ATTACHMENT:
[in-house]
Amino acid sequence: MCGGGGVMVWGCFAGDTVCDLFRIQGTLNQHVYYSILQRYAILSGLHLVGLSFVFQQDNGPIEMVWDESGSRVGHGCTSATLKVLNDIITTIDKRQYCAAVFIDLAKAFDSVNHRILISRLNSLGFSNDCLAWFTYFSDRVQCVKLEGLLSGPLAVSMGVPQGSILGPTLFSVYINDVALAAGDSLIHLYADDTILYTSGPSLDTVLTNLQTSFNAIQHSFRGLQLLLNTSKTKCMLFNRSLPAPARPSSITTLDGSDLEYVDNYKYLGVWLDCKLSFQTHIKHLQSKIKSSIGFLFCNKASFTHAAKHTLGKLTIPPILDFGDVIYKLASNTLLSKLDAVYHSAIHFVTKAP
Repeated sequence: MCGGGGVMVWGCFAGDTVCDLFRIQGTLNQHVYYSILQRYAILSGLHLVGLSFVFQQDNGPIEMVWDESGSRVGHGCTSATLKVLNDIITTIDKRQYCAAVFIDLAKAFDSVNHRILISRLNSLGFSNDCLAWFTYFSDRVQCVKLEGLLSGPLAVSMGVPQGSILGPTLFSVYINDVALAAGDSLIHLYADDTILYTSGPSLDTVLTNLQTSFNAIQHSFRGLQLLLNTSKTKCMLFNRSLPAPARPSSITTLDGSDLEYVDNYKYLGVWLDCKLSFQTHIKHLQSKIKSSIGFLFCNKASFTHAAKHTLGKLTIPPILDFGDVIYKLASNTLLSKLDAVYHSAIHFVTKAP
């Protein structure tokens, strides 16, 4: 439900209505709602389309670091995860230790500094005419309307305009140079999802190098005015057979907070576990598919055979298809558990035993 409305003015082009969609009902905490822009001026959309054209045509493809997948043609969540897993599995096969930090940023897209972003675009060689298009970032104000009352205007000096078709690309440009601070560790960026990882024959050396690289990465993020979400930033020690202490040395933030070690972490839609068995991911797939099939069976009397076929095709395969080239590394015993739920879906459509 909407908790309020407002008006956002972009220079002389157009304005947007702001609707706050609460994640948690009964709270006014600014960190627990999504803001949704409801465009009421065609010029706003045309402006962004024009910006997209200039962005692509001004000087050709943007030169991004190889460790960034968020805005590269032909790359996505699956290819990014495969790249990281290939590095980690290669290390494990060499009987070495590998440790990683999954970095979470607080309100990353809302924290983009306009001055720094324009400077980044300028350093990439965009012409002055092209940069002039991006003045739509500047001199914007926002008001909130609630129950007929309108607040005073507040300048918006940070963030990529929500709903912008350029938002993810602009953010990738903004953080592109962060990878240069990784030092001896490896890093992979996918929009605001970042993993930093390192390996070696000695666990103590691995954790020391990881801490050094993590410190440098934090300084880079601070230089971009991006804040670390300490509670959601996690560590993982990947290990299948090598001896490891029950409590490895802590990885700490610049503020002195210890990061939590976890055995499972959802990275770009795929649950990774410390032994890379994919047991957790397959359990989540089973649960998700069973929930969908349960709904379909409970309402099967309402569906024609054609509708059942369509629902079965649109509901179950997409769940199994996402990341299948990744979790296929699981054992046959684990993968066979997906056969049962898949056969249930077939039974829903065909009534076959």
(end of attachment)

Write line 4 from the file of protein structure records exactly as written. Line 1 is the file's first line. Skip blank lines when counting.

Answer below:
């Protein structure tokens, strides 16, 4: 439900209505709602389309670091995860230790500094005419309307305009140079999802190098005015057979907070576990598919055979298809558990035993 409305003015082009969609009902905490822009001026959309054209045509493809997948043609969540897993599995096969930090940023897209972003675009060689298009970032104000009352205007000096078709690309440009601070560790960026990882024959050396690289990465993020979400930033020690202490040395933030070690972490839609068995991911797939099939069976009397076929095709395969080239590394015993739920879906459509 909407908790309020407002008006956002972009220079002389157009304005947007702001609707706050609460994640948690009964709270006014600014960190627990999504803001949704409801465009009421065609010029706003045309402006962004024009910006997209200039962005692509001004000087050709943007030169991004190889460790960034968020805005590269032909790359996505699956290819990014495969790249990281290939590095980690290669290390494990060499009987070495590998440790990683999954970095979470607080309100990353809302924290983009306009001055720094324009400077980044300028350093990439965009012409002055092209940069002039991006003045739509500047001199914007926002008001909130609630129950007929309108607040005073507040300048918006940070963030990529929500709903912008350029938002993810602009953010990738903004953080592109962060990878240069990784030092001896490896890093992979996918929009605001970042993993930093390192390996070696000695666990103590691995954790020391990881801490050094993590410190440098934090300084880079601070230089971009991006804040670390300490509670959601996690560590993982990947290990299948090598001896490891029950409590490895802590990885700490610049503020002195210890990061939590976890055995499972959802990275770009795929649950990774410390032994890379994919047991957790397959359990989540089973649960998700069973929930969908349960709904379909409970309402099967309402569906024609054609509708059942369509629902079965649109509901179950997409769940199994996402990341299948990744979790296929699981054992046959684990993968066979997906056969049962898949056969249930077939039974829903065909009534076959």